Take your time shopping and do your homework... which it sounds like you are doing. Be patient and the right vehicle will come along.
Thanks. I am generally patient but in the meantime what I'm driving gets 9-10 mpg. Still expensive at 2 sumpin' a gallon.:cheerleader:
 

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redraptor,

Take your time shopping and do your homework... which it sounds like you are doing. Be patient and the right vehicle will come along. You may have to travel for it.

http://www.ridgelineownersclub.com/forums/showthread.php?t=376

If you can, take a look at the radiator/tranny fittings and check the condition of the Belleville washer. (this issue is NOT unique to the RL nor to Honda)
http://www.ridgelineownersclub.com/forums/showthread.php?t=53921

Check for good maintenance records (if available). When I sell/trade a vehicle, I include a copy of all I've done to it. (which the sales guys never seem to care about... go figure.)

Good luck in your search.
Just a quick comment on the provision of records on a trade. The first thing a dealer sales department will do with the records on a trade is toss them. They may or may not keep the owner's manual. Then most trades go to the auction. On occasion they will keep a late model trade. They don't want to be tied to the evidence, good or bad. Plausible deniability. You say, "any problems with this vehicle?"....they say "I have no idea".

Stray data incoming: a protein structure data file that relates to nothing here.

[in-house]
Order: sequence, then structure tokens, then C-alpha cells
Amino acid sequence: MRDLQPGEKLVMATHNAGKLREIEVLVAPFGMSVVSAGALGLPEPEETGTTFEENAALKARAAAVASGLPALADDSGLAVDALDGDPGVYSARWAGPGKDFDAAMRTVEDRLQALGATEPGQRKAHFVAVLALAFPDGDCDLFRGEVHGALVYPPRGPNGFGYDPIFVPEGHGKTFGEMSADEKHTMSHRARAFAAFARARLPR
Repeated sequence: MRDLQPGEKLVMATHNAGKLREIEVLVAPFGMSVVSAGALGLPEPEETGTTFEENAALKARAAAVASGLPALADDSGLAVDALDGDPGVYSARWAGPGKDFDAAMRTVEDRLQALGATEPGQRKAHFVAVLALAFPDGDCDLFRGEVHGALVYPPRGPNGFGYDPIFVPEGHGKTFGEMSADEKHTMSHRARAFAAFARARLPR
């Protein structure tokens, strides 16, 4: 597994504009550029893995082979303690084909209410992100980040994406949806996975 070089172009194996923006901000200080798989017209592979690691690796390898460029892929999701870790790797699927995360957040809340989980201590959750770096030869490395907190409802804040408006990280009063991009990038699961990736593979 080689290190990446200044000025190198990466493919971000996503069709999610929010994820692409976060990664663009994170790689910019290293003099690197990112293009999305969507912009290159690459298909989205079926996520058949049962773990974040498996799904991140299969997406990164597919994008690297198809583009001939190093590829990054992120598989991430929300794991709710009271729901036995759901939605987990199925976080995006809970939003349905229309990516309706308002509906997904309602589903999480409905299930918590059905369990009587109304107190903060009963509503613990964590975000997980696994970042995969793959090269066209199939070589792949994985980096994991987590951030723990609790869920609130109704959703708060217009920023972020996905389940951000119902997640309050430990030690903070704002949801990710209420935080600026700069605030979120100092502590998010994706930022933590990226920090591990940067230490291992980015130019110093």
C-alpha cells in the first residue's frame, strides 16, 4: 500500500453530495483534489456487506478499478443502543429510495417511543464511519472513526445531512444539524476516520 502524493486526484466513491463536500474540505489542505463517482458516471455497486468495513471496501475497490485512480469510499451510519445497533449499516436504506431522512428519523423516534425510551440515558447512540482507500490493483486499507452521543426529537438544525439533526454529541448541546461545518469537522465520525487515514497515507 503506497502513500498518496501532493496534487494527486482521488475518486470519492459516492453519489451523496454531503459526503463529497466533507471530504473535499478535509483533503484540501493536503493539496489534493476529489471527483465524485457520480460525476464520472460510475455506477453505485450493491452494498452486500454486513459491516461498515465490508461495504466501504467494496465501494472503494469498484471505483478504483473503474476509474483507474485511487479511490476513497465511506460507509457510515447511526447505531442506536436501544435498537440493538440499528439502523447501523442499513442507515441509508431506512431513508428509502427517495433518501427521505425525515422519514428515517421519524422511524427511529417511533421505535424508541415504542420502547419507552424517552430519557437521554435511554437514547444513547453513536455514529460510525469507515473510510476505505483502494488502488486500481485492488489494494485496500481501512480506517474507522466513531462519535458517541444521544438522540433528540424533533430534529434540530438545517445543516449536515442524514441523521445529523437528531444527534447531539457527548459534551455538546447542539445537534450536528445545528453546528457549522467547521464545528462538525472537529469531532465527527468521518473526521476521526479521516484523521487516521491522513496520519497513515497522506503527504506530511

I almost bought a used truck from a dealer once that had failed to pull the records that were left in the glove compartment. I took it out on a test drive, pulled over and went through all the records. Among a number of minor things, the record showed two blown transmission changes. When I brought it back to the showroom, I told the salesman that it looked like there had been some problems with the truck. His response to me: see this is why we never let customers drive trades until they've been fully "processed".
 

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At least the dealer was honest (after being presented with the evidence of course).
 

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Check for good maintenance records (if available). When I sell/trade a vehicle, I include a copy of all I've done to it. (which the sales guys never seem to care about... go figure.)
Extended warranties, good service records, receipts, etc. translate into more money for the buyer in private sales. Not direct sales or trade-ins to dealers. At least in my experience.

Of course, the dealership will gladly share that info with a potential used car buyer to bolster their inflated asking price.
 

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2008 Ridgeline RTS in Billet Silver Metallic
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That's a good point about known issues. But if you peruse the records and find nothing but routine and regular service, I would consider that a major plus in buying a used vehicle. To arbitrarily toss out the records is beyond short-sighted imo.

Honestly, would you be willing to pay more money for a vehicle with a continuous good history of maintenance vs one with no history at all, all else being equal? I certainly would.